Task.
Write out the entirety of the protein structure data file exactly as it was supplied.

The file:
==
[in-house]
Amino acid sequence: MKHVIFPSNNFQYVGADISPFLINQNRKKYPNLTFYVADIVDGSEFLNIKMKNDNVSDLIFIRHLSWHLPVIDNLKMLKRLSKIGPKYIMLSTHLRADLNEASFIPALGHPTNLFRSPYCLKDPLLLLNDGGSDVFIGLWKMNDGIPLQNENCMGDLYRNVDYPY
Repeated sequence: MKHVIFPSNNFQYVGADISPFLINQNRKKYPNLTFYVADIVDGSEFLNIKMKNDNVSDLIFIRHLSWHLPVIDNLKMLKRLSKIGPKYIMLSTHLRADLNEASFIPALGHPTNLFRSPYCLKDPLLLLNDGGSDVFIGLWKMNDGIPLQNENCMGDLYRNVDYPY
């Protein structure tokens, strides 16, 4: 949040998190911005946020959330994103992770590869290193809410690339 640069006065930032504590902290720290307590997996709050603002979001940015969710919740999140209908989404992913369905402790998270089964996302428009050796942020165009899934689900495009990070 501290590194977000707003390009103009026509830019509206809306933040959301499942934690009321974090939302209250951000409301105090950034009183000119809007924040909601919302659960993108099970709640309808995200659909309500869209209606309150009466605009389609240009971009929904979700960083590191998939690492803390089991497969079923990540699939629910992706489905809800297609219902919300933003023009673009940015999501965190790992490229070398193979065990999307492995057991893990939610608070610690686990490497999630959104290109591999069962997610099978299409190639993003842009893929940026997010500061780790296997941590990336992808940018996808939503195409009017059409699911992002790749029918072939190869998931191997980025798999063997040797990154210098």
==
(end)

[in-house]
Amino acid sequence: MKHVIFPSNNFQYVGADISPFLINQNRKKYPNLTFYVADIVDGSEFLNIKMKNDNVSDLIFIRHLSWHLPVIDNLKMLKRLSKIGPKYIMLSTHLRADLNEASFIPALGHPTNLFRSPYCLKDPLLLLNDGGSDVFIGLWKMNDGIPLQNENCMGDLYRNVDYPY
Repeated sequence: MKHVIFPSNNFQYVGADISPFLINQNRKKYPNLTFYVADIVDGSEFLNIKMKNDNVSDLIFIRHLSWHLPVIDNLKMLKRLSKIGPKYIMLSTHLRADLNEASFIPALGHPTNLFRSPYCLKDPLLLLNDGGSDVFIGLWKMNDGIPLQNENCMGDLYRNVDYPY
């Protein structure tokens, strides 16, 4: 949040998190911005946020959330994103992770590869290193809410690339 640069006065930032504590902290720290307590997996709050603002979001940015969710919740999140209908989404992913369905402790998270089964996302428009050796942020165009899934689900495009990070 501290590194977000707003390009103009026509830019509206809306933040959301499942934690009321974090939302209250951000409301105090950034009183000119809007924040909601919302659960993108099970709640309808995200659909309500869209209606309150009466605009389609240009971009929904979700960083590191998939690492803390089991497969079923990540699939629910992706489905809800297609219902919300933003023009673009940015999501965190790992490229070398193979065990999307492995057991893990939610608070610690686990490497999630959104290109591999069962997610099978299409190639993003842009893929940026997010500061780790296997941590990336992808940018996808939503195409009017059409699911992002790749029918072939190869998931191997980025798999063997040797990154210098």